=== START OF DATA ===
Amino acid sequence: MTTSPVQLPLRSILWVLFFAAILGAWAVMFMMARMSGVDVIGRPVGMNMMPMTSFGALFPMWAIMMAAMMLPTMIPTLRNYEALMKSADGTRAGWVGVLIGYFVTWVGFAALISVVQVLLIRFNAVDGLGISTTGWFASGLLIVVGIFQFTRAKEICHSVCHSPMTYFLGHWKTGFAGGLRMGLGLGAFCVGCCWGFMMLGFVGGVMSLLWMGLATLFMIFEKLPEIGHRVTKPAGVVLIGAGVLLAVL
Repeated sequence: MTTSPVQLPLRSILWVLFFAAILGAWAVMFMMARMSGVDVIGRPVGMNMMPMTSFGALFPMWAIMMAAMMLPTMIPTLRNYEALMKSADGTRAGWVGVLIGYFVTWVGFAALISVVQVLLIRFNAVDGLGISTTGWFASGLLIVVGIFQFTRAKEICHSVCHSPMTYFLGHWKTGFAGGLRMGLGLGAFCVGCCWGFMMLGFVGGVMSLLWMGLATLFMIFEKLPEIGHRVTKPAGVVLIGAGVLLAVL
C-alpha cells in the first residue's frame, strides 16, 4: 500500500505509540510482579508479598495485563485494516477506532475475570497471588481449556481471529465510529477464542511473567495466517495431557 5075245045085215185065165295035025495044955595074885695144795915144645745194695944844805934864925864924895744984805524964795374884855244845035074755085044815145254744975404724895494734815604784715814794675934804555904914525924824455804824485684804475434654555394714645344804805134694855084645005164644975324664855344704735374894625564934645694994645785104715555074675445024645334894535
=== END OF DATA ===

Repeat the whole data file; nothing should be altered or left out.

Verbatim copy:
Amino acid sequence: MTTSPVQLPLRSILWVLFFAAILGAWAVMFMMARMSGVDVIGRPVGMNMMPMTSFGALFPMWAIMMAAMMLPTMIPTLRNYEALMKSADGTRAGWVGVLIGYFVTWVGFAALISVVQVLLIRFNAVDGLGISTTGWFASGLLIVVGIFQFTRAKEICHSVCHSPMTYFLGHWKTGFAGGLRMGLGLGAFCVGCCWGFMMLGFVGGVMSLLWMGLATLFMIFEKLPEIGHRVTKPAGVVLIGAGVLLAVL
Repeated sequence: MTTSPVQLPLRSILWVLFFAAILGAWAVMFMMARMSGVDVIGRPVGMNMMPMTSFGALFPMWAIMMAAMMLPTMIPTLRNYEALMKSADGTRAGWVGVLIGYFVTWVGFAALISVVQVLLIRFNAVDGLGISTTGWFASGLLIVVGIFQFTRAKEICHSVCHSPMTYFLGHWKTGFAGGLRMGLGLGAFCVGCCWGFMMLGFVGGVMSLLWMGLATLFMIFEKLPEIGHRVTKPAGVVLIGAGVLLAVL
C-alpha cells in the first residue's frame, strides 16, 4: 500500500505509540510482579508479598495485563485494516477506532475475570497471588481449556481471529465510529477464542511473567495466517495431557 5075245045085215185065165295035025495044955595074885695144795915144645745194695944844805934864925864924895744984805524964795374884855244845035074755085044815145254744975404724895494734815604784715814794675934804555904914525924824455804824485684804475434654555394714645344804805134694855084645005164644975324664855344704735374894625564934645694994645785104715555074675445024645334894535